The most confusing part of this episode is everything surrounding this scene and everything that comes afterwards. One thing I'm concerned about is pretty much everything about Yasmin. There is a monologue from her perspective somewhere around this scene where she's basically talking about how she misses Kotarou and how he's trying so hard to save the world. Which is all fine and good, until she looks out the window and says, "I hope you're happy on wherever planet you go next," as she stares at some celestial body that is clearly way more important than just a normal moon. And as if that wasn't enough to start messing with my head, all five of the main heroines then show up and then summon Kotarou out of a tree. But before we get into that, I'm obligated to talk more about the thirty seconds leading up to it.

Apparently, Kotarou has somehow managed to unify Guardian and Gaia. I think. Once again, I never played the visual novel so this is just my interpretation. But after Kotarou dies, we see a short montage of the five main heroines pretty much growing up together and attending the same foster care. In said foster care, Shizuru and Lucia are doing normal badass combat stuff while Akane and Chihaya play with monsters. Once again, this is all fine and good, but what was the deciding factor in allying these two forces that were enemies moments ago? I feel like something was missed there. Okay, NOW we can talk about the tree.

So, plain and simple, the tree is Kotarou. After he dies and Kagari vanishes, his body continues transforming over time and eventually grows to be the height of the world tree we've been seeing for two seasons now (Or maybe he was the world tree all along?). This idea, in itself, is phenomenal. I love it. But as soon as I realized how much I loved this, Rewrite's weirdness kicked in again and the heroines all joined hands in front of the tree before summoning a butler version of Kotarou with the dude from NeverShoutNever's haircut. Then, Kotarou sucks all five of them into the tree, they turn into a ball of light, and then they go to the moon to visit Kagari. But there are so many questions. Do these girls know Kagari? We clearly saw alternate timelines colliding in Kotarou's memories just moments ago, so the idea is possible. But instead, Kotarou and Kagari just kiss and all of the girls gasp. What?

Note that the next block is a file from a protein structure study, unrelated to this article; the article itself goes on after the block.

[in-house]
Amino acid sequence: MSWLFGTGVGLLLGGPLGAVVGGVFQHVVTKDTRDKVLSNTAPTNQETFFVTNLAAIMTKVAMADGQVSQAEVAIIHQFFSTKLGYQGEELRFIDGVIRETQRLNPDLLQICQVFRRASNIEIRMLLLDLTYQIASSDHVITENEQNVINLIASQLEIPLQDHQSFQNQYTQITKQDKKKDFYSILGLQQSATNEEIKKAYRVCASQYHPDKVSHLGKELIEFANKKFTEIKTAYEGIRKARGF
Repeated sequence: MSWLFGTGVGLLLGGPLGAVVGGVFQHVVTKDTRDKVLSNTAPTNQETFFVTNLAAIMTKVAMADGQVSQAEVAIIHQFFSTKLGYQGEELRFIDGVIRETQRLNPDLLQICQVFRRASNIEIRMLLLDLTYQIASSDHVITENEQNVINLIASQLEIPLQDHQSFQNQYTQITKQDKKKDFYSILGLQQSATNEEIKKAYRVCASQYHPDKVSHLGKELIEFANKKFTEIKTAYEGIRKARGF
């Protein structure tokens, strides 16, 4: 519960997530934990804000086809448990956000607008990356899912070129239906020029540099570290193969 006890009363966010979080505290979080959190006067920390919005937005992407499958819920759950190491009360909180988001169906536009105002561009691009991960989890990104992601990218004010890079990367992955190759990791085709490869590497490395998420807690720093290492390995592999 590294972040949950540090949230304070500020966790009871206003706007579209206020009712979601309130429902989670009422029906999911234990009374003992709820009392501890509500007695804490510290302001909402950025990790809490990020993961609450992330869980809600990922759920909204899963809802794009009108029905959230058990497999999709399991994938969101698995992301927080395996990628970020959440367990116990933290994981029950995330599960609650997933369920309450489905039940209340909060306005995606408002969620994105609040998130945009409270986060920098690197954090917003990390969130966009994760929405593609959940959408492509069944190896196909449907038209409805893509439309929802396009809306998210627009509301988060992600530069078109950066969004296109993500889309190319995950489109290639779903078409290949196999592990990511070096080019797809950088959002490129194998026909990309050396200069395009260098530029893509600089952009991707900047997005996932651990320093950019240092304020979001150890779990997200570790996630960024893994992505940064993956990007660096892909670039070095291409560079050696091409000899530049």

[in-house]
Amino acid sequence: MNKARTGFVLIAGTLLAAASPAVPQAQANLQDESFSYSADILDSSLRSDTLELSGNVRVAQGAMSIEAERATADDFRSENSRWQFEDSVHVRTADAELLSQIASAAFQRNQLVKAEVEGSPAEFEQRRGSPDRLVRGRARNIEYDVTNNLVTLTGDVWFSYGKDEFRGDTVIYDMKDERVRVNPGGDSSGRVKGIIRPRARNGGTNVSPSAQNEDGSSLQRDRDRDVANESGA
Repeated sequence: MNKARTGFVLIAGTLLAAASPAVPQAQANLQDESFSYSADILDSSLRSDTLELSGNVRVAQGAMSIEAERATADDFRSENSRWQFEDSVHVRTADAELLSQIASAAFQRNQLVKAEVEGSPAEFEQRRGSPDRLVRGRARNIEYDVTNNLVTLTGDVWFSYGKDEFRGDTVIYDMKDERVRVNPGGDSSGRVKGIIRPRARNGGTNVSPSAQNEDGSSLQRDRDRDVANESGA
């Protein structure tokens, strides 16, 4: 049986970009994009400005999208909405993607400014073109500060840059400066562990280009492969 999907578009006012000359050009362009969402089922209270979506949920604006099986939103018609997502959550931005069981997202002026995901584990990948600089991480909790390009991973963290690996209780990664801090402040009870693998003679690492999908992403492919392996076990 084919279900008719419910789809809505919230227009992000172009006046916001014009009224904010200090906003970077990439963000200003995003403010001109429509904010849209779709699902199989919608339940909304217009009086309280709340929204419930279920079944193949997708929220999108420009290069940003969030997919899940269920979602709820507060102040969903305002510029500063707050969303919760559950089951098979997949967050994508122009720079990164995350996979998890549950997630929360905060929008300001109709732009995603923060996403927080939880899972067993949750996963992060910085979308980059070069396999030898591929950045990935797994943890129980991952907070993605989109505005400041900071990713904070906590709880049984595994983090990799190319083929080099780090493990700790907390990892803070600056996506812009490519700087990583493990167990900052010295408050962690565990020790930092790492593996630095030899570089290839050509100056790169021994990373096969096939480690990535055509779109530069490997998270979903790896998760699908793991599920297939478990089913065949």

I promise that moment was a lot more emotional than I just made it sound.

In Summary:
Despite having one of the rockiest starts in recent memory, Rewrite's second season wound up being significantly better than its first -- even with its unanswered plot-holes. But, from what I understand, there is still a lot that we've missed out on. I'm unsure of where the visual novel ends, but there's something about this ending that just seems so...incomplete. None of the heroines besides Kagari and Kotori even had a chance to do anything this season. And even then, Kotori's role was exponentially smaller than expected. There are still too many unanswered questions and there's still too much that needs to be uncovered. If this truly is the ending of the series, it was not articulated very well. However, if there is more to come after this, I have complete faith that Rewrite will be an incredible series overall. This season, by no means, deserves to be wrapped up with an "And then they all lived happily ever after" ending.

If you can look past how rushed that ending may feel and how confused the first several episodes are in terms of what they hope to accomplish, Rewrite's second season is great. The score is phenomenal and the backgrounds are some of the best in recent memory. This show has a lot of heart. It just has so much that, sometimes, it forgets how to show it.

Episode Grade: A-

Series Grade: B

Streamed By: Crunchyroll